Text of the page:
With the advent of modern computer signal processing techniques, it is not necessary to construct a physical acoustic tube with mechanically cross variable sectional areas. Instead air source and vocal tract simulation using either analog electric circuits or a digital computer wherein one is able to vary parameters representing especially the tube cross sectional areas, the overall tube length, and the air flow spectrum from the source.
At the output, the computer supplies a loudspeaker (for speech synthesis) with an electric signal, the spectrum and spectrum variations of which reproduce as faithfully as possible the spectrum and spectrum variations of the sound or sound train it is desired to generate. For speech analysis, a microphone receives the acoustic message and converts it into electric signals, received and processed by the computer, for example after analog/digital conversions. The analysis result can be used directly in a speech recognition mode or can be coded and transmitted for speech reconstitution. Coding can be a scalar or vectorial type.
Although the principle of the vocal tract simulation by means of a series of acoustic tube portions, each having a variable cross sectional area, is known, it has never been implemented in a satisfactory way to permit analysis or synthesis of continuous speech. Most often, attempts are made for example for vowels or consonant/vowel sets ; but it has thus far not been possible to synthesize or identify trains of sounds such as produced by human speech.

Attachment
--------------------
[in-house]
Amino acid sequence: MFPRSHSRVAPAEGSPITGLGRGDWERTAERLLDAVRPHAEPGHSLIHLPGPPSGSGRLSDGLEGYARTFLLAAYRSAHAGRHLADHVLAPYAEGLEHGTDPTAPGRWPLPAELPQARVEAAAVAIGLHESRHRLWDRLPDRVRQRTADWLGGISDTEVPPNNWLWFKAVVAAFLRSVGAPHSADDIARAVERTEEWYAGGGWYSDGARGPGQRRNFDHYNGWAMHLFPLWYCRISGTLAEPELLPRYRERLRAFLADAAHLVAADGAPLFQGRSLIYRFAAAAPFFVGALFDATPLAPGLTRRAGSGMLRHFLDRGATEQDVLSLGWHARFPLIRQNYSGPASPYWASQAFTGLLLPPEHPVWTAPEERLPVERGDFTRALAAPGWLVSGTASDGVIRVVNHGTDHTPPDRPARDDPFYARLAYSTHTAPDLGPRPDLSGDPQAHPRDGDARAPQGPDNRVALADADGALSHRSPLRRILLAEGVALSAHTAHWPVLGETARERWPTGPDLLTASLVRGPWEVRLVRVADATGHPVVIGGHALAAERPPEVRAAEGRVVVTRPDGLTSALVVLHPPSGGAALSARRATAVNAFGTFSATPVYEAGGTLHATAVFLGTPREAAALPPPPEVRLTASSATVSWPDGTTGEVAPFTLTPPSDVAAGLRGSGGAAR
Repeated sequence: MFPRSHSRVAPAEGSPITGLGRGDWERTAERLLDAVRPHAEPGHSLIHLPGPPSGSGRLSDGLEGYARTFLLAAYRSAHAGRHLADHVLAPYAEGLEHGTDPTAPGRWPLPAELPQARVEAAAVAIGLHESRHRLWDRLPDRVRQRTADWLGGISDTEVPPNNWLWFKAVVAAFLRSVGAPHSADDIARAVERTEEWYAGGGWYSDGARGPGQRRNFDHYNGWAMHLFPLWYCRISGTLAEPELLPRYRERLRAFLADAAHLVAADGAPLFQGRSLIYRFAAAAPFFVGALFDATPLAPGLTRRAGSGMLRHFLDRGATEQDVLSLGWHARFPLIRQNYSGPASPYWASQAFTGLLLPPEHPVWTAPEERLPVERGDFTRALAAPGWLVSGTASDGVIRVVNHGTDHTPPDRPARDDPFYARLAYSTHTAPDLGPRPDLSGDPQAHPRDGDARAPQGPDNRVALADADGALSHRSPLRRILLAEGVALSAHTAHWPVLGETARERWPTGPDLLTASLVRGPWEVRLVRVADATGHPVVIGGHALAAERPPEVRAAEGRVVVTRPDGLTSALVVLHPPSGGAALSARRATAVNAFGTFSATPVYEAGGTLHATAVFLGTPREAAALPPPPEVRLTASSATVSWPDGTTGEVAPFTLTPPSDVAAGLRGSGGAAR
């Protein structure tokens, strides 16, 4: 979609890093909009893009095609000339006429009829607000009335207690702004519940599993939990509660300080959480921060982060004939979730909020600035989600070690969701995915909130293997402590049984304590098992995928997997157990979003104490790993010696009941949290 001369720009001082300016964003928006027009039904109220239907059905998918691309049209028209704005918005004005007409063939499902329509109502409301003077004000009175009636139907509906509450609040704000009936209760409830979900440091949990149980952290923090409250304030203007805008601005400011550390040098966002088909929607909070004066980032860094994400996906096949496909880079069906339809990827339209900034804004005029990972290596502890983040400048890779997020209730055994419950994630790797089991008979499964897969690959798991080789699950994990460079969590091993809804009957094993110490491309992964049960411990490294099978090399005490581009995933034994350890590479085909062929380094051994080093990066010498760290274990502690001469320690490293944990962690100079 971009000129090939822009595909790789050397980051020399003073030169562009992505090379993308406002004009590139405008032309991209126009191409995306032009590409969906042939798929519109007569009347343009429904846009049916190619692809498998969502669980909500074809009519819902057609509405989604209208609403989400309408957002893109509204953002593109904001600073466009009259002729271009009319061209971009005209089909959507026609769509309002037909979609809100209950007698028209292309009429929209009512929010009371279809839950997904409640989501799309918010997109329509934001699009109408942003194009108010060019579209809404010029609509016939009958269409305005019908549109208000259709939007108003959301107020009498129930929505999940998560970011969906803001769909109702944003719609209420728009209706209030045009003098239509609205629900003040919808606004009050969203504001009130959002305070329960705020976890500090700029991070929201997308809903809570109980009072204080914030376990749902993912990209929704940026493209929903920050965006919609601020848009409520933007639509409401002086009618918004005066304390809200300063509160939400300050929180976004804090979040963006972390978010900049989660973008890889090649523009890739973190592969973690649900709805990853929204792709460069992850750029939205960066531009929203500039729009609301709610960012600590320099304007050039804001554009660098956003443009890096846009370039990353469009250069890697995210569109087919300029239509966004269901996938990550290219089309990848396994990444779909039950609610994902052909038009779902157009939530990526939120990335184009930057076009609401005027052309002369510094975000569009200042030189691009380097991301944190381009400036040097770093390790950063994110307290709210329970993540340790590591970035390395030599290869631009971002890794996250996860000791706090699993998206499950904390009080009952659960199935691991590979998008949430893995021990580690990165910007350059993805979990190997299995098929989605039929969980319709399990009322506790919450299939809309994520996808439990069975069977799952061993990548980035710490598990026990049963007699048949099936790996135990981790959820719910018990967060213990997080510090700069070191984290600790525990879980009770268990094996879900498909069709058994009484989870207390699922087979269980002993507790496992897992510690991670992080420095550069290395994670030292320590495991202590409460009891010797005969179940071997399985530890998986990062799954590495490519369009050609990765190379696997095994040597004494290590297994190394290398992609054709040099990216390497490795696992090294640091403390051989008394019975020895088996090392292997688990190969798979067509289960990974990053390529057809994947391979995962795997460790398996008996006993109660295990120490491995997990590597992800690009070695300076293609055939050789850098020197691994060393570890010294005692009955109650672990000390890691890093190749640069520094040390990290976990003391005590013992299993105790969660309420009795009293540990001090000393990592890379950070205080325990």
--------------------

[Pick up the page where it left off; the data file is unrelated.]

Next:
This is because the automatic control from text is difficult and not well known. The voice tract acoustic tube has to take a high number of parameters into account : there are many tube portions, the cross sectional areas of each portion can present important variations (when articulating "a" or "o" it is clearly seen that the air flow volume between the lips varies) and, if one calls "surface function" the curve of the cross sectional area values of the tube portions along the successive portions, there is no direct relationship between the surface functions of the acoustic tube and the sounds produced.
On the other hand, the sound spectra generated by human speech are characterized by "formants" (which are successive maxima present in the spectrum : first formant for the lowest resonance frequency, second formant, third formant, etc.). Those formants represent the resonances of the vocal tract, i.e., resonances which modulate the spectrum of the sound source (vocal cords) resulting in a modulated spectrum at the vocal tract output. Vowels for example are characterized by constant values of the formant frequencies (that is, the frequency values of the spectrum having a maximum amplitude). Consonants are by relative variations in the formant frequencies.